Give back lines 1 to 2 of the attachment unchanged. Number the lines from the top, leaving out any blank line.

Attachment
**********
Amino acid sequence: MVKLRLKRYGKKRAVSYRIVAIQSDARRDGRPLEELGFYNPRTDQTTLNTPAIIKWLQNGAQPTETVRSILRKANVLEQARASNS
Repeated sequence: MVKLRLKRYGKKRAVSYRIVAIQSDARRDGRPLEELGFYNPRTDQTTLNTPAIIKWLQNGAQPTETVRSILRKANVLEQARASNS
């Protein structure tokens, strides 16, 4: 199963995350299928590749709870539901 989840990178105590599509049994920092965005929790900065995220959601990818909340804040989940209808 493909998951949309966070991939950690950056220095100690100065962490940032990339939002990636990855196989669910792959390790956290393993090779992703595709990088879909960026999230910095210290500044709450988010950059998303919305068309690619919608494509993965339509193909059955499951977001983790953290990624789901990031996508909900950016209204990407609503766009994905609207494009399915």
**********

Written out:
Amino acid sequence: MVKLRLKRYGKKRAVSYRIVAIQSDARRDGRPLEELGFYNPRTDQTTLNTPAIIKWLQNGAQPTETVRSILRKANVLEQARASNS
Repeated sequence: MVKLRLKRYGKKRAVSYRIVAIQSDARRDGRPLEELGFYNPRTDQTTLNTPAIIKWLQNGAQPTETVRSILRKANVLEQARASNS